"Obsessed is the word the lazy use to describe the dedicated"

What should my back squat be at?

And what do I really need to improve it?

 

 

Squat Leader Marco: "Obsessed is the word the lazy use to describe the dedicated"

  • Squat Leader Marco Oricino: 5ft 5 (S.A.F.)
  • Won the Hong Kong powerlifting championship multiple times.
  • Holds a record in squat and deadlift in Hong Kong Powerlifting in sub-junior, junior and open categories.
  • Is 74kg and I have managed a 225kg back squat.
 

Does this mean just because I'm bigger I will lift more than my skinny friend?

No, along with big muscles you also need a decent amount of neurological efficiency to recruit enough muscle fiber to generate more force than your muscularly challenge counterpart. It's also about the insertion points and where your ligaments are joined to the bones to create leverage and the ability to move your bones.

 

 

So, what do I do to improve my squat?

The best way to improve is Training, Training and Training. An emphasis on a well-planned strength program that allows for enough progression and recovery to meet your needs. Coaching from experienced lifters will help you get there. Your training also helps you pick up good squatting technique and learn exactly how to be a better squatter and an all-round better person.

My girlfriend says size doesn't matter

Size does matter.

 

Meet Andrey Malanichev ( born Jan 10, 1977, in Moscow) holds the record for being the strongest lifter in the world, a powerlifter coach by occupation. With a body weight of 155kg, he has managed a 485kg Squat.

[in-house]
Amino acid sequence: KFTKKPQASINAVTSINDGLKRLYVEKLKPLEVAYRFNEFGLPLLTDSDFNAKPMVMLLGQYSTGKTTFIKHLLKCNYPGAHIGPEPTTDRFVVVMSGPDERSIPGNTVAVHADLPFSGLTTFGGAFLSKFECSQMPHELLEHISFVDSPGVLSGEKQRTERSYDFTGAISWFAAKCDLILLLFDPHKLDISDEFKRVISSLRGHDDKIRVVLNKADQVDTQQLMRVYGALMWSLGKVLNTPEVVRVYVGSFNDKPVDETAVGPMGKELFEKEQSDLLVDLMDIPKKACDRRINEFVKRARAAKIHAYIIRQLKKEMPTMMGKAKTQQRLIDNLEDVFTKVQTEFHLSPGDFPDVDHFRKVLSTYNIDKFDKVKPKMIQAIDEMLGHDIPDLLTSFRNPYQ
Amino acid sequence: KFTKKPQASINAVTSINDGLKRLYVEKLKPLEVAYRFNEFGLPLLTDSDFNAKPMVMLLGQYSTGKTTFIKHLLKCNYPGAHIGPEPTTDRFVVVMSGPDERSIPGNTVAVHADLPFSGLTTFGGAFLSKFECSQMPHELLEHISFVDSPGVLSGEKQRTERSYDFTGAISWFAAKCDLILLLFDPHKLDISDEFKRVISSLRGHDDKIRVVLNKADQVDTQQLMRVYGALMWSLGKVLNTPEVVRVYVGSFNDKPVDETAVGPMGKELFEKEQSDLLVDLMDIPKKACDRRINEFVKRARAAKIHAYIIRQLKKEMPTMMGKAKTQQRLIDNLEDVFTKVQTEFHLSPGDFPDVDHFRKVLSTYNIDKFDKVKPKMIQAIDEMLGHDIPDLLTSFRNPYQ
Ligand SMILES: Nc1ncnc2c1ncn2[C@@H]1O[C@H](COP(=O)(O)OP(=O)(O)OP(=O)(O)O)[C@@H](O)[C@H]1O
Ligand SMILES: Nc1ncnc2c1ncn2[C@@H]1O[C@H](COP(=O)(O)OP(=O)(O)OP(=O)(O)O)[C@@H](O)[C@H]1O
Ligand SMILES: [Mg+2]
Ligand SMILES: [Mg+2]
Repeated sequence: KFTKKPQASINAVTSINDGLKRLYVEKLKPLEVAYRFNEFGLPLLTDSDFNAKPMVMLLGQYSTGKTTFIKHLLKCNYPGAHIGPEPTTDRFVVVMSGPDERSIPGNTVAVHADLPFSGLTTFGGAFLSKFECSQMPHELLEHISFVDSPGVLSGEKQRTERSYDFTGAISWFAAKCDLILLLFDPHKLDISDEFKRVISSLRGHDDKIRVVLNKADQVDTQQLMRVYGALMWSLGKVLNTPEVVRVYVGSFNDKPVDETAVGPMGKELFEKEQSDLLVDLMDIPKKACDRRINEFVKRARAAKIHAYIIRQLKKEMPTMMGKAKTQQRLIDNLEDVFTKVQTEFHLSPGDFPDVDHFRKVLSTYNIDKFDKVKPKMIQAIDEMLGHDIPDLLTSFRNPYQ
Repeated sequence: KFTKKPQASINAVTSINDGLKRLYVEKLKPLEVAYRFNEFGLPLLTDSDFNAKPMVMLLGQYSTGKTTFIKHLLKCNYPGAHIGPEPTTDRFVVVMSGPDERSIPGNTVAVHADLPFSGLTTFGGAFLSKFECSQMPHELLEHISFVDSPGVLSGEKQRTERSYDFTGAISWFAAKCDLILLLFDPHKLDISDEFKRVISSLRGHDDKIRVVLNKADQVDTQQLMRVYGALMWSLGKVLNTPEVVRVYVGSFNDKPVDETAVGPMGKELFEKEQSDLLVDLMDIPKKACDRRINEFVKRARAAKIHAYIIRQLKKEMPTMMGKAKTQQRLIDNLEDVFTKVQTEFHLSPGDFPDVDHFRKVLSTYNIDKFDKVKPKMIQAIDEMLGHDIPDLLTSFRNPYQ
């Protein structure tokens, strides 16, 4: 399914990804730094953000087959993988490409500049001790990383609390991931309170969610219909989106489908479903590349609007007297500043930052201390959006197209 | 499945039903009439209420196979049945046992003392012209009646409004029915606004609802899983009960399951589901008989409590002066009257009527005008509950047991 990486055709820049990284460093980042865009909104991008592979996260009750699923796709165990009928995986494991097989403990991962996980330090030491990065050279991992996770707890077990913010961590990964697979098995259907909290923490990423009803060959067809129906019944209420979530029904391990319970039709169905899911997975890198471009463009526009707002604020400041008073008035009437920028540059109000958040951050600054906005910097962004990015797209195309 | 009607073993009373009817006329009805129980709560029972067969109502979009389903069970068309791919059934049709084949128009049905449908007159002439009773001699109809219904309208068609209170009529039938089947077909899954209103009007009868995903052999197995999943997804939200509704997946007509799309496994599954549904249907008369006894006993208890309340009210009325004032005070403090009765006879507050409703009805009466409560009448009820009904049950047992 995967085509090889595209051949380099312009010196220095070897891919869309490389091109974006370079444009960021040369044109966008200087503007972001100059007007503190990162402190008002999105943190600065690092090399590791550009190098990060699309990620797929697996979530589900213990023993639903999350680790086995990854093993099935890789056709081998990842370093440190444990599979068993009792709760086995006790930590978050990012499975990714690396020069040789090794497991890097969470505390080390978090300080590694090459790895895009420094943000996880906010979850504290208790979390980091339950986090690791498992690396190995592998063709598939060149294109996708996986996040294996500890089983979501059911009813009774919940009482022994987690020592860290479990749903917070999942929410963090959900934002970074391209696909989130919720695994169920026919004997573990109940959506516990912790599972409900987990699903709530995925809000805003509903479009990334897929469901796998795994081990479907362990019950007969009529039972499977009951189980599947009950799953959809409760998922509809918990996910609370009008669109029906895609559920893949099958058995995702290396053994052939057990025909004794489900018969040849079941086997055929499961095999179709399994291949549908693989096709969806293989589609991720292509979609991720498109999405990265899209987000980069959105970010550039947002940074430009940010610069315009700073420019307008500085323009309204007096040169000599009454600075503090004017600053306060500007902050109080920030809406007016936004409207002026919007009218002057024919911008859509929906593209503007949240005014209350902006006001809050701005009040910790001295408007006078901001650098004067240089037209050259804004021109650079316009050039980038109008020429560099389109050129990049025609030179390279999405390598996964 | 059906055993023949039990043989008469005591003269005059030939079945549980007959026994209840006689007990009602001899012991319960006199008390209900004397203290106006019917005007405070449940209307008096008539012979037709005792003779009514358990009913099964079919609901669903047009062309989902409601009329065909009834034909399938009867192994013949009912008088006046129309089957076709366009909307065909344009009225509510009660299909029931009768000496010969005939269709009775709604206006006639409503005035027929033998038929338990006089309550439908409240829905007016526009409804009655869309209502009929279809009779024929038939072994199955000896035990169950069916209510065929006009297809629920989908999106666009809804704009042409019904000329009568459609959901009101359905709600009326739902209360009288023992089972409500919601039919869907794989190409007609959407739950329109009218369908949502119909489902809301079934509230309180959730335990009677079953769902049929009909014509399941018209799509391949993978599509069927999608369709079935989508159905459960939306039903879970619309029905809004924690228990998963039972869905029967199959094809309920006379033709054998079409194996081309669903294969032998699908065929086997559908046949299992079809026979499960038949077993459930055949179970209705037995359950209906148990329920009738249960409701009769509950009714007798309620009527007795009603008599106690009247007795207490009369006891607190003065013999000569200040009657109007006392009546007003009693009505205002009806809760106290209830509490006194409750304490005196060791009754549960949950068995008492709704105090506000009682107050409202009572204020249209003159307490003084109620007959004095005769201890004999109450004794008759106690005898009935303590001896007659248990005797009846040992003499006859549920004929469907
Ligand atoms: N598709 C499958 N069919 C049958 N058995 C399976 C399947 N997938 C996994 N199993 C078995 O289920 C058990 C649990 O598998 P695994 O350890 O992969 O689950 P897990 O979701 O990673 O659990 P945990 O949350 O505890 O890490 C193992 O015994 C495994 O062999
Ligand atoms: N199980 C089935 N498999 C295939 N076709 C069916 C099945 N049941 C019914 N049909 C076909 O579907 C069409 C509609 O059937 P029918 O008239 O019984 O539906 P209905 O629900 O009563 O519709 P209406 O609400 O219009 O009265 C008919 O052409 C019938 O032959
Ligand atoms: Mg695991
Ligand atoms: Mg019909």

Andrey is double my weight and impressively squats double my record. So yes, size does matter and that's the first thing that stands out: get bigger if you want to lift more.

 

But size is not the only factor that matters to be a good squatter.

 

You can't choose your genetics but you can make other choices

How you are built and, where you have your ligament insertion points, can have an impact on how much you can lift, but generally it all pans out in the end. If you have a much longer femur you may find it harder to get all the way to the bottom of a squat. But, if you have more space for muscle mass to develop, you can lift heavy weights.
 
Don't get distracted by muscle fiber type or even which squat technique to choose, they don't make much difference in the amount you can lift.

 

And last but not least: why is it important to squat?

 

Squats make your legs stronger, they burn fat, and they strengthen your core, all while toning your abs, legs and butt.

 

The best part is? You don't need any special equipment: it's easy to squat anywhere, anytime.

 

At R3 Personal Training, we help you through the entire journey of improving your strength and achieving your goal.

 

Qualifications:
* Advanced Certificate In Fitness & Exercise (2012 - 2013)
* First Aid Certificate (2013 - 2014)
* Certified Filipino Martial Arts Instructor (TRACMA 2013 - 2015)
Sports:
* HK Powerlifting Champion (2011-2015, 2017-2018)
* HK Powerlifting Record Holder in the Squat, Deadlift and Total (Sub-junior, Junior and Open)
Training style:
* Powerlifting 
* Strength 
* Hypertrophy